• Thank you very much, Jerry! I actually believe that being a harsh self-critic is essential. But such self-criticism should also be predicated on having a clear understanding of your own definition for what constitutes success. I have a number of images that are very personal, some even to a point that they likely are not suitable for publication and certainly will not win me any awards, but that I still consider as very successful. I often return to those images for no other purpose than to remind myself of the sense of joy and depth of emotion they hold for me, if for nobody else.

      • Gerald Rowles

        Guy, I have a number of personally ‘successful’ framed prints hanging on the walls of my home/studio which are also unlikely to see publication. On the other hand I have had hundreds of commercially ‘successful’ images published that won’t find a place on my walls. The area of greatest contention for me is when I am in the field wrestling with my inner critic as to whether to satisfy the personal or commercial pursuit of success – ‘art head’ or ‘magazine head’ as I characterize them. There are delightful times when they coexist successfully – but far less often than my critic would prefer. In the end, pursue-the-art or pay-the-mortgage can be a dreadful agonist/antagonist.

  • I agree with that, Barry. This is the reason I believe that critique is useful in an educational context, after both the photographer and the critic have had a chance to learn something about each other, and when the goals for critique have been established in the course of prior teaching (and the photographer may choose those aspects of the teaching and critique that are relevant and useful to him/her).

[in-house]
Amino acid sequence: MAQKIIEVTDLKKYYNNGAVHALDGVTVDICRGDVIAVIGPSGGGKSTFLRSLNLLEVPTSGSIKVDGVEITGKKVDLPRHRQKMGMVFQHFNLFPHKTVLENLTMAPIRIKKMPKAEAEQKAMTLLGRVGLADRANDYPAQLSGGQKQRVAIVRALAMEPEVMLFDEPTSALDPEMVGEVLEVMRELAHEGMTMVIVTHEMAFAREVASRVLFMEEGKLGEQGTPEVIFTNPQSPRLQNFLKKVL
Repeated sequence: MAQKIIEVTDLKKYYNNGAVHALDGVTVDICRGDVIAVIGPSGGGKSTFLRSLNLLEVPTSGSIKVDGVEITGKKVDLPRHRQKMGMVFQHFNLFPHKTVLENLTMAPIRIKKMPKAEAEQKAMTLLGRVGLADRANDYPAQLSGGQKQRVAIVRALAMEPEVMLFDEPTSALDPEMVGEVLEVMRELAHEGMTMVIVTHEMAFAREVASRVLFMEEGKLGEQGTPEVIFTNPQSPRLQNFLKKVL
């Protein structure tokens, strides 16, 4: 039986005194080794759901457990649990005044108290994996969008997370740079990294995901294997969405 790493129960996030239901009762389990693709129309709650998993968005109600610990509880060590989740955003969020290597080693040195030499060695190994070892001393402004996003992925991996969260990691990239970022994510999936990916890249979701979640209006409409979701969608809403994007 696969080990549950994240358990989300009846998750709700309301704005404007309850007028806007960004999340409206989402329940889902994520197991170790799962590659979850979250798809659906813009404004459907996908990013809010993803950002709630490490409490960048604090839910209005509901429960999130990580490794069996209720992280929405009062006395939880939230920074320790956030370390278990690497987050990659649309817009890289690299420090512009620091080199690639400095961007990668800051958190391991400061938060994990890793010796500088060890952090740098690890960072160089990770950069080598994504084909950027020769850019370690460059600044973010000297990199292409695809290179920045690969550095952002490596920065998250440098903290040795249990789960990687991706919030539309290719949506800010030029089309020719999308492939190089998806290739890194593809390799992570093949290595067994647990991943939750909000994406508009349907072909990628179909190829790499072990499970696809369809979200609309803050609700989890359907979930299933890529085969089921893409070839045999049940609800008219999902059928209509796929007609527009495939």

My greater point is that someone’s opinion that “image A is better than image B,” without further context is ultimately not helpful.

  • Peter Stevens

    Guy, I find myself agreeing with just about everything you say about judging and judges but not to the point of dismissing competitions and exhibitions. In fact I’m a supporter. So how do I reconcile these two apparently contradictory positions?

    The answer lies in your first paragraph which refers to the social dimension of photography. You don’t develop this but I think it is important. I’m the Chairman of an active and growing camera club and meet many enthusiastic amateur photographers. Most are not driven solely by the need for personal expression. Some are but not all. They all like to meet, talk, share and particularly to take part in common activities, special interest groups and events. Competitions are one such group of activities and are for some an important part of their hobby.

    But my key point now is that this social activity, including competitions, brings with it common goals, timescales and members working together to submit to the same events. It provide a format and a process which stimulates discussion and the sharing of ideas. It creates an active learning environment. I can say without any doubt that for some taking part in competitions and exhibitions generates an energy and a pace in people’s work that would not have otherwise happened, and their work has impoved and grown as a result.